Matching Items (4)
The repertoire for guitar and piano duo is small in comparison with other chamber music instrumentation; therefore, it is important to broaden this repertoire. In addition to creating original compositions, arrangements of existing works contribute to this expansion.
This project focuses on an arrangement of Bachianas Brasileiras No. 1 by Brazilian composer Heitor Villa-Lobos (1887-1959), a work originally conceived for cello ensemble with a minimum of eight cellos. In order to contextualize the proposed arrangement, this study contains a brief historical listing of the repertoire for guitar and piano duo and of the guitar works by Villa-Lobos. Also, it includes a description of the Bachianas Brasileiras series and a discussion of the arranging methodology that shows how the original musical ideas of the composer were adapted using techniques that are idiomatic to the guitar and piano. The full arrangement is included in Appendix A.
Arrangements of music from other instruments have always played a key role in expanding the guitar repertoire. This project investigates the life and work of eighteenth-century composer Antonio Soler (1729-1783), specifically his sonatas for solo keyboard. This study carries out a formal inquiry on Soler's influences, including a background of Soler's life and training, his connection with Domenico Scarlatti (1685-1757), and an overview of the eighteenth-century sonata in Spain. Timbres, articulations, tessitura, and other aspects of Spanish folk music are discussed as related to Soler's composition style. Five sonatas are analyzed in connection to Spanish folk music, and part of this study's focus was arranging the sonatas for two guitars: R. 48, 50, 60, 106 and 114. An overview of the current arrangements of Soler's sonatas for guitar is included in Appendix A.
Johann Sebastian Bach's violin Sonata I in G minor, BWV 1001, is a significant and widely performed work that exists in numerous editions and also as transcriptions or arrangements for various other instruments, including the guitar. A pedagogical guitar performance edition of this sonata, however, has yet to be published. Therefore, the core of my project is a transcription and pedagogical edition of this work for guitar. The transcription is supported by an analysis, performance and pedagogical practice guide, and a recording. The analysis and graphing of phrase structures illuminate Bach's use of compositional devices and the architectural function of the work's harmonic gravities. They are intended to guide performers in their assessment of the surface ornamentation and suggest a reduction toward its fundamental purpose. The end result is a clarification of the piece through the organization of phrase structures and the prioritization of harmonic tensions and resolutions. The compiling process is intended to assist the performer in "seeing the forest from the trees." Based on markings from Bach's original autograph score, the transcription considers fingering ease on the guitar that is critical to render the music to a functional and practical level. The goal is to preserve the composer's indications to the highest degree possible while still adhering to the technical confines that allow for actual execution on the guitar. The performance guide provides suggestions for articulation, phrasing, ornamentation, and other interpretive decisions. Considering the limitations of the guitar, the author's suggestions are grounded in various concepts of historically informed performance, and also relate to today's early-music sensibilities. The pedagogical practice guide demonstrates procedures to break down and assimilate the musical material as applied toward the various elements of guitar technique and practice. The CD recording is intended to demonstrate the transcription and the connection to the concepts discussed. It is hoped that this pedagogical edition will provide a rational that serves to support technical decisions within the transcription and generate meaningful interpretive realizations based on principles of historically informed performance.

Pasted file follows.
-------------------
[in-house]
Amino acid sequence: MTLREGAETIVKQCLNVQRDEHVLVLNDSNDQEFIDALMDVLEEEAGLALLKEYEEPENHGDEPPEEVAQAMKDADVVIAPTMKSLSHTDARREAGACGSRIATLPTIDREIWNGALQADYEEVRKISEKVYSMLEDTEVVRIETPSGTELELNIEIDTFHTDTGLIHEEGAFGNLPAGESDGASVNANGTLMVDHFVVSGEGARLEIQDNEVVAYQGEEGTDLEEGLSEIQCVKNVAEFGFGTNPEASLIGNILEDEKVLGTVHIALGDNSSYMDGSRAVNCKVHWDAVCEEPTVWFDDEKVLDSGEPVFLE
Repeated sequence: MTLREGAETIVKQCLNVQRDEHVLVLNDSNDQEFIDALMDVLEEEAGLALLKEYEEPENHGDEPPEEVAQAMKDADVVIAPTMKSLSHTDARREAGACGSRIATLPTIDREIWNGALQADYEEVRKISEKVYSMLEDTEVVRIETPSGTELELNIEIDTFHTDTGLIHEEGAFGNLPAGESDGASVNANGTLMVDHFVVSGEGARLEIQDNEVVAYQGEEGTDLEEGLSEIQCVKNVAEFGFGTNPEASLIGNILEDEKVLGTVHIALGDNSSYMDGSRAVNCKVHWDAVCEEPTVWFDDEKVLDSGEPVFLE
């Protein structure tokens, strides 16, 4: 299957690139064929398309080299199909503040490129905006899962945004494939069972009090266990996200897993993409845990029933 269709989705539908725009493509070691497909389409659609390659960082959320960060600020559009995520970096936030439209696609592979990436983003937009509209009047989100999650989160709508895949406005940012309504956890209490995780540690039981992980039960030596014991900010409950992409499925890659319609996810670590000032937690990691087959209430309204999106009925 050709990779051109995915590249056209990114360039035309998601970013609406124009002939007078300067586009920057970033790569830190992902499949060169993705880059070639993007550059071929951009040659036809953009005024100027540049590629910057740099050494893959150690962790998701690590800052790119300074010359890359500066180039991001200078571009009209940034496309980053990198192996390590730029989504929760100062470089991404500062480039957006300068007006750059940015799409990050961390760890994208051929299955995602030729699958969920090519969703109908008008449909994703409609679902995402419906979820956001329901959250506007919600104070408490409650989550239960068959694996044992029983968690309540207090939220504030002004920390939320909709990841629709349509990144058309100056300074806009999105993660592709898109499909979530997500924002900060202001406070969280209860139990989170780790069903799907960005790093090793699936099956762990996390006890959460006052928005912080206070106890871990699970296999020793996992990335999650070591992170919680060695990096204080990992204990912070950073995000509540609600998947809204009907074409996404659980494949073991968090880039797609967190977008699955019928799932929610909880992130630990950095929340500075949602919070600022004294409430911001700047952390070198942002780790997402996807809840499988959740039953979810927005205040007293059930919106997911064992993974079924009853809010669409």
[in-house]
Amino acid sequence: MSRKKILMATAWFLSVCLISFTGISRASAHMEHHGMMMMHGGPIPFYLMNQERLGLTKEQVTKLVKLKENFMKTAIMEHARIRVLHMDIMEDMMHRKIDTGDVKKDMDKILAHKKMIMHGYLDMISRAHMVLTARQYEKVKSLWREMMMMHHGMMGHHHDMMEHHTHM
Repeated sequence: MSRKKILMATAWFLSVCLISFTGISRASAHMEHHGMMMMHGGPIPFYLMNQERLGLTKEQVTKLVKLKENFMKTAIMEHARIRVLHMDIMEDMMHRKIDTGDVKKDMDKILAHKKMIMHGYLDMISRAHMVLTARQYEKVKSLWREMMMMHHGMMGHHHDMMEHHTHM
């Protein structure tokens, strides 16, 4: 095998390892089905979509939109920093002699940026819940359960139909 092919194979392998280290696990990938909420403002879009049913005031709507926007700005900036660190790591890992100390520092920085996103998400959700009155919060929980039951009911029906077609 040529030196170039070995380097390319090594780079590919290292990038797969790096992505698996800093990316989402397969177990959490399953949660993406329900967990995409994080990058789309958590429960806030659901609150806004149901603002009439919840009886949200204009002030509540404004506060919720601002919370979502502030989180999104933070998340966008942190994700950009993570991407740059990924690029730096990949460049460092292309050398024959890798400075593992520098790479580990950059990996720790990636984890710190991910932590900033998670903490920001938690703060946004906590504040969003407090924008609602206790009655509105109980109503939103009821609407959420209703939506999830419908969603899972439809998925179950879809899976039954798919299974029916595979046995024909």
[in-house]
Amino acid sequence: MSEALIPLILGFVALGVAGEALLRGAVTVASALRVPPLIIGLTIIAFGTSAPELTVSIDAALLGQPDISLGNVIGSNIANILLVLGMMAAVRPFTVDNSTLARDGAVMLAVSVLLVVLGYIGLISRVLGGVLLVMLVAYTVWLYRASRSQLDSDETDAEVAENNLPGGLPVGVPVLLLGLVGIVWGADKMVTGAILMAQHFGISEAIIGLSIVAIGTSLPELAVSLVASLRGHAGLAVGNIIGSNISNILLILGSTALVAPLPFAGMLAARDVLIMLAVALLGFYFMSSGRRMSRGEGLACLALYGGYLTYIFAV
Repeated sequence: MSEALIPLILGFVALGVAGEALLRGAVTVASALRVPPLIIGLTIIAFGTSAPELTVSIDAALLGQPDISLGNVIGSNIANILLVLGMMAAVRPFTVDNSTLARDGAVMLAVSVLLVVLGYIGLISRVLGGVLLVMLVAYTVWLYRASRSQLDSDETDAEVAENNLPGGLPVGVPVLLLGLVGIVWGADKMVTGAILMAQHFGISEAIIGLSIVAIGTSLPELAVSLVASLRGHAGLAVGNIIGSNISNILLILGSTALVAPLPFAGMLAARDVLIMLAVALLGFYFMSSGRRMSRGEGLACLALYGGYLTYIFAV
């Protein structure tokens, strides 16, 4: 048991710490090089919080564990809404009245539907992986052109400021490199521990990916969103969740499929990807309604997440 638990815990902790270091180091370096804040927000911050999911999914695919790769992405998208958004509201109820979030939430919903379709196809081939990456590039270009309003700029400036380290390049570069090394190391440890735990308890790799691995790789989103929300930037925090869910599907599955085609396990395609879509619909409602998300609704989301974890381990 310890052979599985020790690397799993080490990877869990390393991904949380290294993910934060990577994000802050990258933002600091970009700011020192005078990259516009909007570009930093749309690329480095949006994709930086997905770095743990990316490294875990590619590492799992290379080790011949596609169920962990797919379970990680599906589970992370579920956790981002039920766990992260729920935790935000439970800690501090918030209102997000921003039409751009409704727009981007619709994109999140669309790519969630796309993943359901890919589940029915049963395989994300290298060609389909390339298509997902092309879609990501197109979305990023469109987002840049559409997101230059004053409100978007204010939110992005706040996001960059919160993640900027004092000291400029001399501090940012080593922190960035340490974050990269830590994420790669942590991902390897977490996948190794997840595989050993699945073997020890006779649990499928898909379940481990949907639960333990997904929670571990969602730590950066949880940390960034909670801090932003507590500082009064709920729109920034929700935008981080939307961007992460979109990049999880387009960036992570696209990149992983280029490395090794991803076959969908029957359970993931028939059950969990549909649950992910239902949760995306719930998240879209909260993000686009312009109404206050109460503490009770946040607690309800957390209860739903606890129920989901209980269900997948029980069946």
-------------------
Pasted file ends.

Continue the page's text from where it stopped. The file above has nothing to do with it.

This project is an arrangement of three movements from Igor Stravinsky's most famous and beloved ballets for performance by classical guitar quartet. The movements arranged were "Augurs of Spring" from The Rite of Spring (1913), "Russian Dance" from Petrouchka (1911), and "Infernal Dance of All Kastchei's Subjects" from The Firebird (1910). Because the appeal of this music is largely based on the exciting rhythms and interesting harmonies, these works translate from full orchestra to guitar quite well. The arrangement process involved studying both the orchestral scores and Stravinsky's own piano reductions. The sheet music for these arrangements is accompanied by a written document which explains arrangement decisions and provides performance notes. Select movements from Stravinsky for Guitar Quartet were performed at concerts in Tempe, Glendale, Flagstaff, and Tucson throughout April 2016. The suite was performed in its entirety in the Organ Hall at the ASU School of Music on April 26th 2016 at the Guitar Ensembles Concert as well as on April 27th 2016 at Katie Sample's senior recital. A recording of the April 27th performance accompanies the sheet music and arrangement/performance notes.